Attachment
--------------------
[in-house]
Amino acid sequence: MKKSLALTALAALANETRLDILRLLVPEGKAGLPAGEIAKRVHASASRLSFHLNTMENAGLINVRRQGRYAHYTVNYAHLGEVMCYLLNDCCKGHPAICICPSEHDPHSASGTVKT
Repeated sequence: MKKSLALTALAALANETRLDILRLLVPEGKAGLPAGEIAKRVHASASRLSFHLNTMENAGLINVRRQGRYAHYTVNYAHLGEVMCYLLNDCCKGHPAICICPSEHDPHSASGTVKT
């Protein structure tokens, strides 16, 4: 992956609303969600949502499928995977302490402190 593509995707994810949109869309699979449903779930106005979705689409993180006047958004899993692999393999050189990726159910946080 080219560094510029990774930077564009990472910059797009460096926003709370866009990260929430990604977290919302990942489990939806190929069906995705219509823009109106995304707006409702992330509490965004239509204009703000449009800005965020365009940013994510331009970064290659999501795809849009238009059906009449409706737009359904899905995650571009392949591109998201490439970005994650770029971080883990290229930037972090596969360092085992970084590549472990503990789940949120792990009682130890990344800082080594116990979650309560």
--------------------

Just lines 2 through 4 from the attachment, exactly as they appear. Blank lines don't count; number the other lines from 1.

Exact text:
Amino acid sequence: MKKSLALTALAALANETRLDILRLLVPEGKAGLPAGEIAKRVHASASRLSFHLNTMENAGLINVRRQGRYAHYTVNYAHLGEVMCYLLNDCCKGHPAICICPSEHDPHSASGTVKT
Repeated sequence: MKKSLALTALAALANETRLDILRLLVPEGKAGLPAGEIAKRVHASASRLSFHLNTMENAGLINVRRQGRYAHYTVNYAHLGEVMCYLLNDCCKGHPAICICPSEHDPHSASGTVKT
């Protein structure tokens, strides 16, 4: 992956609303969600949502499928995977302490402190 593509995707994810949109869309699979449903779930106005979705689409993180006047958004899993692999393999050189990726159910946080 080219560094510029990774930077564009990472910059797009460096926003709370866009990260929430990604977290919302990942489990939806190929069906995705219509823009109106995304707006409702992330509490965004239509204009703000449009800005965020365009940013994510331009970064290659999501795809849009238009059906009449409706737009359904899905995650571009392949591109998201490439970005994650770029971080883990290229930037972090596969360092085992970084590549472990503990789940949120792990009682130890990344800082080594116990979650309560």